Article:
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Quantifying the Benefits of Entry into Local Phone Service

In this paper, we evaluate the consumer welfare effects of entry into residential local phone service in New York State. Residential local phone service competition was an important goal of the 1996 Telecommunications Act. We provide a detailed evaluation of its effects on consumer welfare using household-level data on service choices from the third quarter of 1999 to the first quarter of 2003. Our results indicate that as a result of entry households that subscribe to one of the entrants' services gain on average an equivalent of $2.33 per month in overall welfare from local telecommunications services, or 6.2% of the households' average bill. Averaged across all households including those that remain with the incumbent, households gain the equivalent of $0.83 per month, although benefits vary dramatically across households. Since residential local phone service is sold under a menu of nonlinear tariffs, we develop a method for estimating a mixed discrete/continuous demand model. The econometric model incorporates the simultaneity of the discrete plan and continuous consumption choices by consumers. We allow for flat-rate plans, bundling of services, and unobservable firm quality. Taking advantage of the detailed nature of the data, we decompose the households' overall gains from entry and find that benefits due to firm differentiation and new plan introductions exceed those from price effects.

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File URL: http://www.stern.nyu.edu/networks/Local_Telecommunications.pdf
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Paper provided by NET Institute in its series Working Papers with number 07-38.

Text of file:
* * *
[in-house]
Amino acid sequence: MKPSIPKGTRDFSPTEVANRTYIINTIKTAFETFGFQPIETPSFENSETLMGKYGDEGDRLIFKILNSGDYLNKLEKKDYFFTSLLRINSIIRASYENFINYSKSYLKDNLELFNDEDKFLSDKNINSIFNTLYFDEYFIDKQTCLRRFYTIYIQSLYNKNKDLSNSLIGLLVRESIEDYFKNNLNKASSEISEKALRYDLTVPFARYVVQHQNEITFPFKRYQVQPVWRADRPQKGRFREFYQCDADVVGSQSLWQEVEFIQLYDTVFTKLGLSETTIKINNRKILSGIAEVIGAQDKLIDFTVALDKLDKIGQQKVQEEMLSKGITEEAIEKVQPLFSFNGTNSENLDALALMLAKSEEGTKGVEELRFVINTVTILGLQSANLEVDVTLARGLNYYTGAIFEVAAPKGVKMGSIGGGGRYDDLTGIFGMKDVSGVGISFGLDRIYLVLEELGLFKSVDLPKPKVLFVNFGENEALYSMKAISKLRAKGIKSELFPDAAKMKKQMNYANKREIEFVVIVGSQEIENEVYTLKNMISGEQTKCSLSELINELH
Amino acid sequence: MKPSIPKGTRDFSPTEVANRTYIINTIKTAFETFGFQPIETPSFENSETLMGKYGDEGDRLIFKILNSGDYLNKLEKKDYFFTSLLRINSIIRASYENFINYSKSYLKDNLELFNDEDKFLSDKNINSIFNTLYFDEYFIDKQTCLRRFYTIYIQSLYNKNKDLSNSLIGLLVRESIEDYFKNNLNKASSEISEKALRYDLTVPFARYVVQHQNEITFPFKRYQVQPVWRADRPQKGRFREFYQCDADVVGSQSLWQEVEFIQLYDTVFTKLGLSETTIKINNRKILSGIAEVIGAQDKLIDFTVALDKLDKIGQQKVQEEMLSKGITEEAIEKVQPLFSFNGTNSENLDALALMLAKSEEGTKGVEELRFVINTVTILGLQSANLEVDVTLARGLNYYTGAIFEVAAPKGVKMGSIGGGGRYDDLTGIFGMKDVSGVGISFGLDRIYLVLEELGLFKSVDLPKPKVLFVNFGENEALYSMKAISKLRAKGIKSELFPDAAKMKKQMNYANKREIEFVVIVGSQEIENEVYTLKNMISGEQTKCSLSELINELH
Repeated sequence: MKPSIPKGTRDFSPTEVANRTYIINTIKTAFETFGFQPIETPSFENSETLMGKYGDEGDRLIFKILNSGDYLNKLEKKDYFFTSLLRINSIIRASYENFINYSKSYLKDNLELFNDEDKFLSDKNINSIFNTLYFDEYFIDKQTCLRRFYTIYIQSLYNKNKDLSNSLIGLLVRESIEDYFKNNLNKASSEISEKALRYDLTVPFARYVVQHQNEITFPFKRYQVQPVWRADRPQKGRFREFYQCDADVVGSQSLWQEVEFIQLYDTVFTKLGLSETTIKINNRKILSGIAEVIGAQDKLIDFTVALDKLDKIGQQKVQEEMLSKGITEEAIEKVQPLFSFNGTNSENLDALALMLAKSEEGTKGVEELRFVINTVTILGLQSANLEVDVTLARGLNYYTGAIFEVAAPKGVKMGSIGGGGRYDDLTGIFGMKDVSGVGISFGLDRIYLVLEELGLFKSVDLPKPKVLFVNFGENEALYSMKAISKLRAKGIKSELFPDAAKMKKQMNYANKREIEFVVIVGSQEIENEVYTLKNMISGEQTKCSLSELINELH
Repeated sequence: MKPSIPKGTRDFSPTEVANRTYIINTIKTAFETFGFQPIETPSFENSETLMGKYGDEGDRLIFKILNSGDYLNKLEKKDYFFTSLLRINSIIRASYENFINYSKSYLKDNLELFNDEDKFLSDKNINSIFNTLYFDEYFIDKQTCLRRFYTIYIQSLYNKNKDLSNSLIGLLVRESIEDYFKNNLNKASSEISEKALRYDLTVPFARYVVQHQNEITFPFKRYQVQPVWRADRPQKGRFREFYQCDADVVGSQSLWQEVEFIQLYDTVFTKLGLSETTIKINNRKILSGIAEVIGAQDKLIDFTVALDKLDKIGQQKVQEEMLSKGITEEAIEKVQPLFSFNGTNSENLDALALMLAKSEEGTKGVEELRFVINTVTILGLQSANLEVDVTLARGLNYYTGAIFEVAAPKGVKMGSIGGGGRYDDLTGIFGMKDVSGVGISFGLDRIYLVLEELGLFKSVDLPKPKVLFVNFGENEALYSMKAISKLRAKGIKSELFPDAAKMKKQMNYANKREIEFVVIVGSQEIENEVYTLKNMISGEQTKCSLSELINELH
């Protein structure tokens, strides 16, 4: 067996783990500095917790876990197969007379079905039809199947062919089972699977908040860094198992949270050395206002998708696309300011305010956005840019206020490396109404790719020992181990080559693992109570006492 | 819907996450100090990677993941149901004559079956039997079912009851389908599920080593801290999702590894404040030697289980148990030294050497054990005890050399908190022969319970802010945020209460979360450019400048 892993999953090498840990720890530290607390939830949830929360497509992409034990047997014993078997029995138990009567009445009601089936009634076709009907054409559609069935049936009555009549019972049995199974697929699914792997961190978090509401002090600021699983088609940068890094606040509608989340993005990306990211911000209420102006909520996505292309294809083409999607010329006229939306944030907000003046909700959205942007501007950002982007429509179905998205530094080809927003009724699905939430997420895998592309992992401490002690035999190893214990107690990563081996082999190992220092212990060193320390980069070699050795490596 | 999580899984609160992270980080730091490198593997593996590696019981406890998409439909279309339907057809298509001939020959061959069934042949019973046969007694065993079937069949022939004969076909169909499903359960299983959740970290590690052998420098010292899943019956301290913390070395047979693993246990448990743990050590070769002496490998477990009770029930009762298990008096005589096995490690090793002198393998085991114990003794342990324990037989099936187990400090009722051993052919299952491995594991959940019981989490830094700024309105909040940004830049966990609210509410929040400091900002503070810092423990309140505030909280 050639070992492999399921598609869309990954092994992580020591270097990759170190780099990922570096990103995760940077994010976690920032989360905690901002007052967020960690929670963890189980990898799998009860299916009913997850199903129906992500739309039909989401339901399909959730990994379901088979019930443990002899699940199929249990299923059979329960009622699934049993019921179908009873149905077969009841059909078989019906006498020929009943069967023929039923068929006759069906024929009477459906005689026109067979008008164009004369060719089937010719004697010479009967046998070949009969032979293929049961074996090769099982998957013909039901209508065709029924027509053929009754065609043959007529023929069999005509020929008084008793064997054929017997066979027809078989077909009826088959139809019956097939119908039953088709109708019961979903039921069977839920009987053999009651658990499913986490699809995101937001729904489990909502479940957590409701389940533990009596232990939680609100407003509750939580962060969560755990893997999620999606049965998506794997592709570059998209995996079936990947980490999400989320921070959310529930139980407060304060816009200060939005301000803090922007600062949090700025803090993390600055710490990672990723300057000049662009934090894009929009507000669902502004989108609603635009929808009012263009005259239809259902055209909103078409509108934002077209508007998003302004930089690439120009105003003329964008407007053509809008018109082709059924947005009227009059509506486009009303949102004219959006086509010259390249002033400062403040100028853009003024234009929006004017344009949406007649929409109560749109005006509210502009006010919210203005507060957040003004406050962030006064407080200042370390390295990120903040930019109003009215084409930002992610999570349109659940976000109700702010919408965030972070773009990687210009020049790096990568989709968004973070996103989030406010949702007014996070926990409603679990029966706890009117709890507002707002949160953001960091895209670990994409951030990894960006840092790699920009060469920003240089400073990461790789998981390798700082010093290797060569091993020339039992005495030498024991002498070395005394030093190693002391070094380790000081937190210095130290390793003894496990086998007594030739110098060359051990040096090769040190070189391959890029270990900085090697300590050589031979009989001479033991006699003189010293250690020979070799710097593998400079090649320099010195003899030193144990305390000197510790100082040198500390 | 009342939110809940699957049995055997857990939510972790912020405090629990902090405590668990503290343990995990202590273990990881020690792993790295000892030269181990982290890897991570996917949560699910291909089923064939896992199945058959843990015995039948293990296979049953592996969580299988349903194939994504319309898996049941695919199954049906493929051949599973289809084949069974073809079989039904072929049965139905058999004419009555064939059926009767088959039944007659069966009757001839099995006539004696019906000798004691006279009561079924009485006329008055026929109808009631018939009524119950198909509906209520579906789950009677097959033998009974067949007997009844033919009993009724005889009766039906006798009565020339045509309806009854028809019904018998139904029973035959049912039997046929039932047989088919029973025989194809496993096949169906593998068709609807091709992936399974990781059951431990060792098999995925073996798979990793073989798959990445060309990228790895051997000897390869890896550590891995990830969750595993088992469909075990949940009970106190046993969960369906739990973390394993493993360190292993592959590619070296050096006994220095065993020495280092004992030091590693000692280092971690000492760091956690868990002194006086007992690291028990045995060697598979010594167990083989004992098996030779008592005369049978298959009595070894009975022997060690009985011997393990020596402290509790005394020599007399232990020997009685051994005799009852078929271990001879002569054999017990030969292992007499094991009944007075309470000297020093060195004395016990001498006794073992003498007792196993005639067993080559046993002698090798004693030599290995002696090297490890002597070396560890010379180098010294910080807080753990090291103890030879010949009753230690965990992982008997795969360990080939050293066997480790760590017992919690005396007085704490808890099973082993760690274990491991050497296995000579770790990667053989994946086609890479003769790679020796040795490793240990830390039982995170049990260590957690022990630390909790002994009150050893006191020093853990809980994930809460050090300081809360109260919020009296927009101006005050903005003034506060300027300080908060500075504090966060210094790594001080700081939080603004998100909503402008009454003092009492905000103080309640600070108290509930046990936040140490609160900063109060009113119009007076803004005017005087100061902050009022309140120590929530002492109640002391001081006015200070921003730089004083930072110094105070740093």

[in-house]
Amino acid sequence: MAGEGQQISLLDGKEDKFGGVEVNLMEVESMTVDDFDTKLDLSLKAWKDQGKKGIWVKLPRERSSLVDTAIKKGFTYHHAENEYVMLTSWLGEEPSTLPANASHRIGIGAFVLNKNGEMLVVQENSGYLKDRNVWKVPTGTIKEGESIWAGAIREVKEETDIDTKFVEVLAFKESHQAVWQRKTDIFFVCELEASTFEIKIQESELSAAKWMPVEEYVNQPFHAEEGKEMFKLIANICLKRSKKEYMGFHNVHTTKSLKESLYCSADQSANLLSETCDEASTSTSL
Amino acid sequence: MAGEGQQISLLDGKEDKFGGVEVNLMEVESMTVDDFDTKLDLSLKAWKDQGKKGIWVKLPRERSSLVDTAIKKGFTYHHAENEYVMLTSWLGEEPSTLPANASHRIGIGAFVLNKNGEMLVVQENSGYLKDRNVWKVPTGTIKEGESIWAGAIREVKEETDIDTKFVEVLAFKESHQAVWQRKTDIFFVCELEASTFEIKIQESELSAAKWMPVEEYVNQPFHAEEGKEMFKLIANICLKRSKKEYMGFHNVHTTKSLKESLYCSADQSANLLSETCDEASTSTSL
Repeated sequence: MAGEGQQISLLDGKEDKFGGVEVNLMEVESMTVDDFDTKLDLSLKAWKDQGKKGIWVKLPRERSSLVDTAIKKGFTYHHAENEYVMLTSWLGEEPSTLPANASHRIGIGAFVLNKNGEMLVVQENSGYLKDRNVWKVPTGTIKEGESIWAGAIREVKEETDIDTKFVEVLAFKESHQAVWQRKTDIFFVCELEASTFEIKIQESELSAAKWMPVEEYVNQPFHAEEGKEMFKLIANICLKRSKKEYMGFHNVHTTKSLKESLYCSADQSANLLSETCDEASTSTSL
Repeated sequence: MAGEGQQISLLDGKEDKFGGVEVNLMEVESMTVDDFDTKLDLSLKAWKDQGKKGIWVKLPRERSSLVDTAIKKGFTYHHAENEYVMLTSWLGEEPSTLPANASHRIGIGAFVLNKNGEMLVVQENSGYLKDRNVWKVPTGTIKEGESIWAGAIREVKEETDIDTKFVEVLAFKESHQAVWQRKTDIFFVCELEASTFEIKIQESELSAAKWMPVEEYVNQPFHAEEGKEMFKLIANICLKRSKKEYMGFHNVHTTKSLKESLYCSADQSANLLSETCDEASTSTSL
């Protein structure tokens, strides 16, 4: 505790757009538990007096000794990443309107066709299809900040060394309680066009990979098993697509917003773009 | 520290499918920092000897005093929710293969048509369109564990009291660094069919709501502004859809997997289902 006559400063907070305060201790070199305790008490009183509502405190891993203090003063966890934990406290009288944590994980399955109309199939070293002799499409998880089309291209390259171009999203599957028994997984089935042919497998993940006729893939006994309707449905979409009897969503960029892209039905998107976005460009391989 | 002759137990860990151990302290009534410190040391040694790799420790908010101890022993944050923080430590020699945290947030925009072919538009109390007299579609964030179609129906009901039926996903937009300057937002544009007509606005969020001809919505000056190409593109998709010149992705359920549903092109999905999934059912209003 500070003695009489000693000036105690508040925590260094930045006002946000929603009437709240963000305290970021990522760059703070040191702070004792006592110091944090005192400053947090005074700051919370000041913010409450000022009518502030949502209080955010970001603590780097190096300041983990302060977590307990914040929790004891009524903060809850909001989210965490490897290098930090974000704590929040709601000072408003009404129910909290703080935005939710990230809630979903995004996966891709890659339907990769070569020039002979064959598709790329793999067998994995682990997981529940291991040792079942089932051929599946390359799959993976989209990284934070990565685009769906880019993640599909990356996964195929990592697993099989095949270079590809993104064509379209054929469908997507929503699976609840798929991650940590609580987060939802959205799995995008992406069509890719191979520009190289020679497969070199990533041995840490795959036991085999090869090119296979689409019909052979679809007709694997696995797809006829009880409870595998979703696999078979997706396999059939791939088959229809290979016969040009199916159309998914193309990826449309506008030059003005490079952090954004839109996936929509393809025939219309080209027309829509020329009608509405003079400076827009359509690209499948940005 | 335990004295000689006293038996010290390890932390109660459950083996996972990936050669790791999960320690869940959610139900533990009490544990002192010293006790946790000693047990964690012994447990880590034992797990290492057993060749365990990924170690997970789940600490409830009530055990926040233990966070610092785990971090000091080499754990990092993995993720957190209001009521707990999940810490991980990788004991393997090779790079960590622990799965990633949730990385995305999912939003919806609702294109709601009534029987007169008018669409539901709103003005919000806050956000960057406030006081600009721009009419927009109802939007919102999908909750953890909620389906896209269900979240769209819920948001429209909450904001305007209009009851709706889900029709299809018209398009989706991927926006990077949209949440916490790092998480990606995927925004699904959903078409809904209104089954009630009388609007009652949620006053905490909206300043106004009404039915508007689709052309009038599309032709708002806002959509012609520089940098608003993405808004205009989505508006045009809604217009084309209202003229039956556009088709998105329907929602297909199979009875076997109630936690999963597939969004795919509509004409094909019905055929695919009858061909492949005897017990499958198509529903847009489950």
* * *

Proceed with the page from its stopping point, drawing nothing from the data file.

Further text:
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Length: 49 pages
Date of creation: Oct 2007
Date of revision: Oct 2007
Handle: RePEc:net:wpaper:0738
Contact details of provider: Web page: http://www.NETinst.org/

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  1. Chiang, Jeongwen & Lee, Lung-Fei, 1992. "Discrete/continuous models of consumer demand with binding nonnegativity constraints," Journal of Econometrics, Elsevier, vol. 54(1-3), pages 79-93.
  2. Zolnierek, James & Eisner, James & Burton, Ellen, 2001. "An Empirical Examination of Entry Patterns in Local Telephone Markets," Journal of Regulatory Economics, Springer, vol. 19(2), pages 143-59, March.
  3. Peter J. Danaher, 2002. "Optimal Pricing of New Subscription Services: Analysis of a Market Experiment," Marketing Science, INFORMS, vol. 21(2), pages 119-138, February.
  4. Aviv Nevo, 2003. "Measuring Market Power in the Ready-to-Eat Cereal Industry," Microeconomics 0303006, EconWPA.
  5. Kenneth E. Train & Daniel L. McFadden & Moshe Ben-Akiva, 1987. "The Demand for Local Telephone Service: A Fully Discrete Model of Residential Calling Patterns and Service Choices," RAND Journal of Economics, The RAND Corporation, vol. 18(1), pages 109-123, Spring.
  6. Steven T. Berry, 1994. "Estimating Discrete-Choice Models of Product Differentiation," RAND Journal of Economics, The RAND Corporation, vol. 25(2), pages 242-262, Summer.
  7. Berry, Steven & Levinsohn, James & Pakes, Ariel, 1995. "Automobile Prices in Market Equilibrium," Econometrica, Econometric Society, vol. 63(4), pages 841-90, July.
  8. Eugenio J. Miravete, 2003. "Choosing the Wrong Calling Plan? Ignorance and Learning," American Economic Review, American Economic Association, vol. 93(1), pages 297-310, March.
  9. Jeongwen Chiang, 1991. "A Simultaneous Approach to the Whether, What and How Much to Buy Questions," Marketing Science, INFORMS, vol. 10(4), pages 297-315.
  10. Hanemann, W Michael, 1984. "Discrete-Continuous Models of Consumer Demand," Econometrica, Econometric Society, vol. 52(3), pages 541-61, May.
  11. Hendel, Igal, 1999. "Estimating Multiple-Discrete Choice Models: An Application to Computerization Returns," Review of Economic Studies, Wiley Blackwell, vol. 66(2), pages 423-46, April.
  12. Shane Greenstein & Michael Mazzeo, 2006. "THE ROLE OF DIFFERENTIATION STRATEGY IN LOCAL TELECOMMUNICATION ENTRY AND MARKET EVOLUTION: 1999-2002 -super-* ," Journal of Industrial Economics, Wiley Blackwell, vol. 54(3), pages 323-350, 09.
  13. McFadden, Daniel, 1974. "The measurement of urban travel demand," Journal of Public Economics, Elsevier, vol. 3(4), pages 303-328, November.
  14. Stefano DellaVigna & Ulrike Malmendier, 2006. "Paying Not to Go to the Gym," American Economic Review, American Economic Association, vol. 96(3), pages 694-719, June.
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